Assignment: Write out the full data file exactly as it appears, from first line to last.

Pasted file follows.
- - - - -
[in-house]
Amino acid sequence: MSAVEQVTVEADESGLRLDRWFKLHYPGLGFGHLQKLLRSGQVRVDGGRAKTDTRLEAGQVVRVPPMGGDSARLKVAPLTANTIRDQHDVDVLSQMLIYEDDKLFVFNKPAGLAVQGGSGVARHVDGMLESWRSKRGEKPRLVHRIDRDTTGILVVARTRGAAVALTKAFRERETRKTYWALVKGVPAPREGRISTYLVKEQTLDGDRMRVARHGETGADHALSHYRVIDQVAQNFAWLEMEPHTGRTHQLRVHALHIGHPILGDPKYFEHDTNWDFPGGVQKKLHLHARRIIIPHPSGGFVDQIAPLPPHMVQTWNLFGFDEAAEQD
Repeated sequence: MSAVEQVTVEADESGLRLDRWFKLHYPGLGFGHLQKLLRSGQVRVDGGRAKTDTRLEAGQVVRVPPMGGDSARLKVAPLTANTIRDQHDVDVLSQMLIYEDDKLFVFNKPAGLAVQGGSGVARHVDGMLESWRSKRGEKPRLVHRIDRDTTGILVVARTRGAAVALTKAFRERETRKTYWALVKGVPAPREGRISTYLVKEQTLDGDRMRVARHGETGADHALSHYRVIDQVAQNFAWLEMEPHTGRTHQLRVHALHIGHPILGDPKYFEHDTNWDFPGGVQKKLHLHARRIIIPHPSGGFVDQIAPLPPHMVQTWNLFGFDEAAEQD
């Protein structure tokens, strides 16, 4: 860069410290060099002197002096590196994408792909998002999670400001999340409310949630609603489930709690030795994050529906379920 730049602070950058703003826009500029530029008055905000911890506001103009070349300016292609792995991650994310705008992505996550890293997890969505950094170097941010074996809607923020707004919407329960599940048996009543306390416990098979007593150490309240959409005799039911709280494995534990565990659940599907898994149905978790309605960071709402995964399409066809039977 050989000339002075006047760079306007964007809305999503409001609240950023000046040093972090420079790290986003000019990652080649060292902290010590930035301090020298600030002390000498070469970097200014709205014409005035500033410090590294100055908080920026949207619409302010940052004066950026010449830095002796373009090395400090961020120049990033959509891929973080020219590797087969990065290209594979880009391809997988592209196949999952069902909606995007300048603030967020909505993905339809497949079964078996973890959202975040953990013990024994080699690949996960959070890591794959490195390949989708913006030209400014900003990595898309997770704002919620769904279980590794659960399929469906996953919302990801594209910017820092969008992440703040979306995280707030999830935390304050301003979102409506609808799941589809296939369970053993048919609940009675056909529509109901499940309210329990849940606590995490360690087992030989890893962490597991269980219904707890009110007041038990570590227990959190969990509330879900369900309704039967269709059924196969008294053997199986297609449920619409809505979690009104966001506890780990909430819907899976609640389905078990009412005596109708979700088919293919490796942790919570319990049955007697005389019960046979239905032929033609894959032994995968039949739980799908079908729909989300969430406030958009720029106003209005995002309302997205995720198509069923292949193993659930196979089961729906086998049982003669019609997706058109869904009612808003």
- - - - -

[in-house]
Amino acid sequence: MSAVEQVTVEADESGLRLDRWFKLHYPGLGFGHLQKLLRSGQVRVDGGRAKTDTRLEAGQVVRVPPMGGDSARLKVAPLTANTIRDQHDVDVLSQMLIYEDDKLFVFNKPAGLAVQGGSGVARHVDGMLESWRSKRGEKPRLVHRIDRDTTGILVVARTRGAAVALTKAFRERETRKTYWALVKGVPAPREGRISTYLVKEQTLDGDRMRVARHGETGADHALSHYRVIDQVAQNFAWLEMEPHTGRTHQLRVHALHIGHPILGDPKYFEHDTNWDFPGGVQKKLHLHARRIIIPHPSGGFVDQIAPLPPHMVQTWNLFGFDEAAEQD
Repeated sequence: MSAVEQVTVEADESGLRLDRWFKLHYPGLGFGHLQKLLRSGQVRVDGGRAKTDTRLEAGQVVRVPPMGGDSARLKVAPLTANTIRDQHDVDVLSQMLIYEDDKLFVFNKPAGLAVQGGSGVARHVDGMLESWRSKRGEKPRLVHRIDRDTTGILVVARTRGAAVALTKAFRERETRKTYWALVKGVPAPREGRISTYLVKEQTLDGDRMRVARHGETGADHALSHYRVIDQVAQNFAWLEMEPHTGRTHQLRVHALHIGHPILGDPKYFEHDTNWDFPGGVQKKLHLHARRIIIPHPSGGFVDQIAPLPPHMVQTWNLFGFDEAAEQD
């Protein structure tokens, strides 16, 4: 860069410290060099002197002096590196994408792909998002999670400001999340409310949630609603489930709690030795994050529906379920 730049602070950058703003826009500029530029008055905000911890506001103009070349300016292609792995991650994310705008992505996550890293997890969505950094170097941010074996809607923020707004919407329960599940048996009543306390416990098979007593150490309240959409005799039911709280494995534990565990659940599907898994149905978790309605960071709402995964399409066809039977 050989000339002075006047760079306007964007809305999503409001609240950023000046040093972090420079790290986003000019990652080649060292902290010590930035301090020298600030002390000498070469970097200014709205014409005035500033410090590294100055908080920026949207619409302010940052004066950026010449830095002796373009090395400090961020120049990033959509891929973080020219590797087969990065290209594979880009391809997988592209196949999952069902909606995007300048603030967020909505993905339809497949079964078996973890959202975040953990013990024994080699690949996960959070890591794959490195390949989708913006030209400014900003990595898309997770704002919620769904279980590794659960399929469906996953919302990801594209910017820092969008992440703040979306995280707030999830935390304050301003979102409506609808799941589809296939369970053993048919609940009675056909529509109901499940309210329990849940606590995490360690087992030989890893962490597991269980219904707890009110007041038990570590227990959190969990509330879900369900309704039967269709059924196969008294053997199986297609449920619409809505979690009104966001506890780990909430819907899976609640389905078990009412005596109708979700088919293919490796942790919570319990049955007697005389019960046979239905032929033609894959032994995968039949739980799908079908729909989300969430406030958009720029106003209005995002309302997205995720198509069923292949193993659930196979089961729906086998049982003669019609997706058109869904009612808003």